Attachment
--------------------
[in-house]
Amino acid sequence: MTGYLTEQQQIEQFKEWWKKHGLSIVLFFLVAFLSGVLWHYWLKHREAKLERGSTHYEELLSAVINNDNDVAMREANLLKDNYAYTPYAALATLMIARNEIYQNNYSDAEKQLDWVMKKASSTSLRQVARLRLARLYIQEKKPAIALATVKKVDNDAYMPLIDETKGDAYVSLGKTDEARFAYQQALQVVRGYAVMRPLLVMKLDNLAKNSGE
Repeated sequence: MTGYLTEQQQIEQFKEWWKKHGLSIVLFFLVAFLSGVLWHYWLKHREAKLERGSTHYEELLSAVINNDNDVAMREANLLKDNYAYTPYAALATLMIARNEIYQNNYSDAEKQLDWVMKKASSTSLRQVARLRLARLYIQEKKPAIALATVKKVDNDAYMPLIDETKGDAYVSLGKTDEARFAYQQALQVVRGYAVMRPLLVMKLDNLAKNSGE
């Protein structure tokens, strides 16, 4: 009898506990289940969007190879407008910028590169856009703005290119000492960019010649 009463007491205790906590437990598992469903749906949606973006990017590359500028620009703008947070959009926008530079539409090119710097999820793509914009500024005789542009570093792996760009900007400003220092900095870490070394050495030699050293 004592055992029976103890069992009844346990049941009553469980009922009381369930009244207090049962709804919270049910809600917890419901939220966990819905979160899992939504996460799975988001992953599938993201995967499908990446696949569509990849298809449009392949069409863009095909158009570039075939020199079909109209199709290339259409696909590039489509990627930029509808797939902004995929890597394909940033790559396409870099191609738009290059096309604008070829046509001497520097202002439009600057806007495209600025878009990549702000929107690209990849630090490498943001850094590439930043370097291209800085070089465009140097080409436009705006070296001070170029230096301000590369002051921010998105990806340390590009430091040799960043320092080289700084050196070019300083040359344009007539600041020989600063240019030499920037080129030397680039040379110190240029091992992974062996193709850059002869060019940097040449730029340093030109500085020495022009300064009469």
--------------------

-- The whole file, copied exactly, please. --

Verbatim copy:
[in-house]
Amino acid sequence: MTGYLTEQQQIEQFKEWWKKHGLSIVLFFLVAFLSGVLWHYWLKHREAKLERGSTHYEELLSAVINNDNDVAMREANLLKDNYAYTPYAALATLMIARNEIYQNNYSDAEKQLDWVMKKASSTSLRQVARLRLARLYIQEKKPAIALATVKKVDNDAYMPLIDETKGDAYVSLGKTDEARFAYQQALQVVRGYAVMRPLLVMKLDNLAKNSGE
Repeated sequence: MTGYLTEQQQIEQFKEWWKKHGLSIVLFFLVAFLSGVLWHYWLKHREAKLERGSTHYEELLSAVINNDNDVAMREANLLKDNYAYTPYAALATLMIARNEIYQNNYSDAEKQLDWVMKKASSTSLRQVARLRLARLYIQEKKPAIALATVKKVDNDAYMPLIDETKGDAYVSLGKTDEARFAYQQALQVVRGYAVMRPLLVMKLDNLAKNSGE
């Protein structure tokens, strides 16, 4: 009898506990289940969007190879407008910028590169856009703005290119000492960019010649 009463007491205790906590437990598992469903749906949606973006990017590359500028620009703008947070959009926008530079539409090119710097999820793509914009500024005789542009570093792996760009900007400003220092900095870490070394050495030699050293 004592055992029976103890069992009844346990049941009553469980009922009381369930009244207090049962709804919270049910809600917890419901939220966990819905979160899992939504996460799975988001992953599938993201995967499908990446696949569509990849298809449009392949069409863009095909158009570039075939020199079909109209199709290339259409696909590039489509990627930029509808797939902004995929890597394909940033790559396409870099191609738009290059096309604008070829046509001497520097202002439009600057806007495209600025878009990549702000929107690209990849630090490498943001850094590439930043370097291209800085070089465009140097080409436009705006070296001070170029230096301000590369002051921010998105990806340390590009430091040799960043320092080289700084050196070019300083040359344009007539600041020989600063240019030499920037080129030397680039040379110190240029091992992974062996193709850059002869060019940097040449730029340093030109500085020495022009300064009469």